Are you a Generous Mind?

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Tuesday, October 11, 2011

Memoir: Self-Centered or Self-Giving?

Today, Stephanie S. Smith shares about the memoir and how sharing your story can be an exercise of a generous mind.

Stephanie S. Smith is a twentysomething writer, editor, blogger and literary publicist addicted to print and pixels. She runs her business, (In)dialogue Communications, from her home in Upstate New York where she lives with her husband. Follow her blogging about embodied faith, creative life, and millennial culture at or @stephindialogue.

America seems to have a love/hate relationship with the memoir. This genre has risen in popularity over the past decade, with advocates praising its transparency and the inspiration of human triumph over the odds, and critics accusing it of syrupy, self-centered drivel.

I’ve read memoirs that fall into both categories, and while at times personal narrative slides into an egocentric universe of one, I would argue that the memoir is a powerful creative outlet for self-giving.

Memoir as Hospitality
Telling your story is a deeply personal act, requiring confidence and vulnerability. We do not invite suspicious strangers into our homes to sit at our table; neither do we entrust the tragedies and triumphs of our lives to just anyone. Storytelling is an exchange that only happens in the context of great confidence. And to invite a person into your story is a powerful act of hospitality.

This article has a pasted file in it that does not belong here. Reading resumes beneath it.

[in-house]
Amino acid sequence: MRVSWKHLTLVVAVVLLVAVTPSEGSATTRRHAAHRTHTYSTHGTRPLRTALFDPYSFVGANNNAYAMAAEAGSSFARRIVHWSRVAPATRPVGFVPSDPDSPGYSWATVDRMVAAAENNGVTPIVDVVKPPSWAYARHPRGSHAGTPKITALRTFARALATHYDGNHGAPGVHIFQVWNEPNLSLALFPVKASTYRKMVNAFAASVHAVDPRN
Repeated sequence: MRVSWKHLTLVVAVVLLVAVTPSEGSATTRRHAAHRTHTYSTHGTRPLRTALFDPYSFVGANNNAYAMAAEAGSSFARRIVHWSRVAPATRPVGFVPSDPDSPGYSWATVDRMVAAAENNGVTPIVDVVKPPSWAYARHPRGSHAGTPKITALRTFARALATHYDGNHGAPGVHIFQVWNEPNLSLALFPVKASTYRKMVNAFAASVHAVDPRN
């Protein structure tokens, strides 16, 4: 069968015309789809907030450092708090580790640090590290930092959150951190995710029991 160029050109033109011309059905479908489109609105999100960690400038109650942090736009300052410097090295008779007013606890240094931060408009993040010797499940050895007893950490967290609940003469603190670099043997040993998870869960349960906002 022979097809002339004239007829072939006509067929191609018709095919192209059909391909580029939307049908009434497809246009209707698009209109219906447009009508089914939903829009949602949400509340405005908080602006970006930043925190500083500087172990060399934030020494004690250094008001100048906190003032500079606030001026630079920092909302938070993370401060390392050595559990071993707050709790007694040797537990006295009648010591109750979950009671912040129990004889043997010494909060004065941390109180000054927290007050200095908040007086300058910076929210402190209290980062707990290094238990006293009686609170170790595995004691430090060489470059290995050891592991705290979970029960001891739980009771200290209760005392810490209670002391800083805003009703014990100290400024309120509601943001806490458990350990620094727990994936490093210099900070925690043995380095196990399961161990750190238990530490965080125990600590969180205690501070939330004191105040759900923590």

Memoir as Community
In 1 Thessalonians 2:8, Paul describes the effects of hospitality in his ministry to the local church, “We loved you so much that we were delighted to share with you not only the gospel of God but our lives as well, because you had become so dear to us.” (NIV 1984) Love for others, rather than selfishness, provokes us to share not only the gospel truth, but the personal and intimate details of our lives with others. Following this model, personal story-telling through memoir opens the door to community, creating a safe environment for others to empathize and share their stories as well.

C.S. Lewis once said, “We read to know that we are not alone,” and memoir is perhaps the best literary form to meet this need in the life of the reader, as self-giving narrators tell their tales and open the door to universal community of the human spirit.


David T. Ulrich said...

Categorizing memoir as "hospitality" and "community" is a great way to look at it.

It can be vanity, self-inflation, self-obsession.

But your post shows that it can also be self-disclosure, which we all enjoy in the right measure. I wish more people told me their stories.

Stephanie S. Smith said...

David, I would definitely agree with you that memoir can be self-obsession, and it can also make readers voyeurs.

My hope is that we can learn to tell stories that cultivate redemption in each other. Self-disclosure, as you said, is one of the first steps.